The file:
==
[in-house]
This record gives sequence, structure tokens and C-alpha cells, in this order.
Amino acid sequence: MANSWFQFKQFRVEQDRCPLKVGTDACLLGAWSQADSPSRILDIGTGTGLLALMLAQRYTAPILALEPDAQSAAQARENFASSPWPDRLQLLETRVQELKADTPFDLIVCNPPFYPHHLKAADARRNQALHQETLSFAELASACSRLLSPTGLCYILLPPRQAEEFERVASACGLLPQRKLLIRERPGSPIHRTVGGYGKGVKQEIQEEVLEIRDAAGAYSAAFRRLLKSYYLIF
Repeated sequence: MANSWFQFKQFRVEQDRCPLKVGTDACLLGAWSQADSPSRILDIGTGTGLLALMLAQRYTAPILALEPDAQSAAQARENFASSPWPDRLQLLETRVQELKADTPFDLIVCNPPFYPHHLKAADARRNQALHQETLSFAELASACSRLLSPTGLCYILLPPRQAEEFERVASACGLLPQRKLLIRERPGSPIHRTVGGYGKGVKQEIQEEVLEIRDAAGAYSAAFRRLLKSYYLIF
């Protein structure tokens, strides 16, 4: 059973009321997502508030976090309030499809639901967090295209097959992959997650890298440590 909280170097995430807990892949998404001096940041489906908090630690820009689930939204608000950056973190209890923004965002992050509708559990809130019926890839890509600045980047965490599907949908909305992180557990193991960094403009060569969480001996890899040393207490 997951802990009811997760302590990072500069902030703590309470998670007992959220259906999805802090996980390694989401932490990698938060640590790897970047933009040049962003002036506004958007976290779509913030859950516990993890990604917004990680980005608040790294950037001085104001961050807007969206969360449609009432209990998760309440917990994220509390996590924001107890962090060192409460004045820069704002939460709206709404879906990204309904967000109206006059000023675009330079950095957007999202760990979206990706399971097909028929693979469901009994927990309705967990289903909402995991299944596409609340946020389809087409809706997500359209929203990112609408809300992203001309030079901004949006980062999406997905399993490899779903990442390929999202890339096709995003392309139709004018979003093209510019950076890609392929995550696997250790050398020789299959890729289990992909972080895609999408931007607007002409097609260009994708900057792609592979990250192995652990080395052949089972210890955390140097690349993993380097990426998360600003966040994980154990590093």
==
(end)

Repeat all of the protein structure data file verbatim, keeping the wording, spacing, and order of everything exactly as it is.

[in-house]
This record gives sequence, structure tokens and C-alpha cells, in this order.
Amino acid sequence: MANSWFQFKQFRVEQDRCPLKVGTDACLLGAWSQADSPSRILDIGTGTGLLALMLAQRYTAPILALEPDAQSAAQARENFASSPWPDRLQLLETRVQELKADTPFDLIVCNPPFYPHHLKAADARRNQALHQETLSFAELASACSRLLSPTGLCYILLPPRQAEEFERVASACGLLPQRKLLIRERPGSPIHRTVGGYGKGVKQEIQEEVLEIRDAAGAYSAAFRRLLKSYYLIF
Repeated sequence: MANSWFQFKQFRVEQDRCPLKVGTDACLLGAWSQADSPSRILDIGTGTGLLALMLAQRYTAPILALEPDAQSAAQARENFASSPWPDRLQLLETRVQELKADTPFDLIVCNPPFYPHHLKAADARRNQALHQETLSFAELASACSRLLSPTGLCYILLPPRQAEEFERVASACGLLPQRKLLIRERPGSPIHRTVGGYGKGVKQEIQEEVLEIRDAAGAYSAAFRRLLKSYYLIF
């Protein structure tokens, strides 16, 4: 059973009321997502508030976090309030499809639901967090295209097959992959997650890298440590 909280170097995430807990892949998404001096940041489906908090630690820009689930939204608000950056973190209890923004965002992050509708559990809130019926890839890509600045980047965490599907949908909305992180557990193991960094403009060569969480001996890899040393207490 997951802990009811997760302590990072500069902030703590309470998670007992959220259906999805802090996980390694989401932490990698938060640590790897970047933009040049962003002036506004958007976290779509913030859950516990993890990604917004990680980005608040790294950037001085104001961050807007969206969360449609009432209990998760309440917990994220509390996590924001107890962090060192409460004045820069704002939460709206709404879906990204309904967000109206006059000023675009330079950095957007999202760990979206990706399971097909028929693979469901009994927990309705967990289903909402995991299944596409609340946020389809087409809706997500359209929203990112609408809300992203001309030079901004949006980062999406997905399993490899779903990442390929999202890339096709995003392309139709004018979003093209510019950076890609392929995550696997250790050398020789299959890729289990992909972080895609999408931007607007002409097609260009994708900057792609592979990250192995652990080395052949089972210890955390140097690349993993380097990426998360600003966040994980154990590093």